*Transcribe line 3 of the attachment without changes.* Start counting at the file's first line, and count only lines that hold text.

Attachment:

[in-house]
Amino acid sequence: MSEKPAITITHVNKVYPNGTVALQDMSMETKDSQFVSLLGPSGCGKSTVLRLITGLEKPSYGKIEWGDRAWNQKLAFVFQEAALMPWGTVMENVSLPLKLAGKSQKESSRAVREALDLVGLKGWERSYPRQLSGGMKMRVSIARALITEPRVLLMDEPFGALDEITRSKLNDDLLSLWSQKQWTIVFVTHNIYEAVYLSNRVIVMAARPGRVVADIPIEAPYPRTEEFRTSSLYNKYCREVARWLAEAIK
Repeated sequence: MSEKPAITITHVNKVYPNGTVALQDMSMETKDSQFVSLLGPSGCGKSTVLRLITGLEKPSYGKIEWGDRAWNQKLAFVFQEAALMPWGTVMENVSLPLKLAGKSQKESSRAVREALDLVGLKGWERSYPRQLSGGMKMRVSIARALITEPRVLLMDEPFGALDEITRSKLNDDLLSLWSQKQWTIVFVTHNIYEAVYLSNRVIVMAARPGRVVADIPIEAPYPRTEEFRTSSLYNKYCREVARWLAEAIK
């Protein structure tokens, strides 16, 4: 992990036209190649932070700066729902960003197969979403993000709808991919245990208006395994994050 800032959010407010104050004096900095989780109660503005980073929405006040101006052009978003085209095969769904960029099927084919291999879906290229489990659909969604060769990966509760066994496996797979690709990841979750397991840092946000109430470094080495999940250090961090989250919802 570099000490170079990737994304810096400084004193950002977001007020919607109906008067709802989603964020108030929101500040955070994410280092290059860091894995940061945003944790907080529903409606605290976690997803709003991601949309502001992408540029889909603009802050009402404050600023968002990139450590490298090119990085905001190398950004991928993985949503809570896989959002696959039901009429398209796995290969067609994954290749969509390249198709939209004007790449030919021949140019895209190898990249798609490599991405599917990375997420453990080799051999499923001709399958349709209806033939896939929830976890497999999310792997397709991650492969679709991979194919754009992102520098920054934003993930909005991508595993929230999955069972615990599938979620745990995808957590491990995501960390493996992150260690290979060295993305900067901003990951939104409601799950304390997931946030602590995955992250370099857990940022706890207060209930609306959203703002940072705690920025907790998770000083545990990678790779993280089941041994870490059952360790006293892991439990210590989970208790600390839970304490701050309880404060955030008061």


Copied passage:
Repeated sequence: MSEKPAITITHVNKVYPNGTVALQDMSMETKDSQFVSLLGPSGCGKSTVLRLITGLEKPSYGKIEWGDRAWNQKLAFVFQEAALMPWGTVMENVSLPLKLAGKSQKESSRAVREALDLVGLKGWERSYPRQLSGGMKMRVSIARALITEPRVLLMDEPFGALDEITRSKLNDDLLSLWSQKQWTIVFVTHNIYEAVYLSNRVIVMAARPGRVVADIPIEAPYPRTEEFRTSSLYNKYCREVARWLAEAIK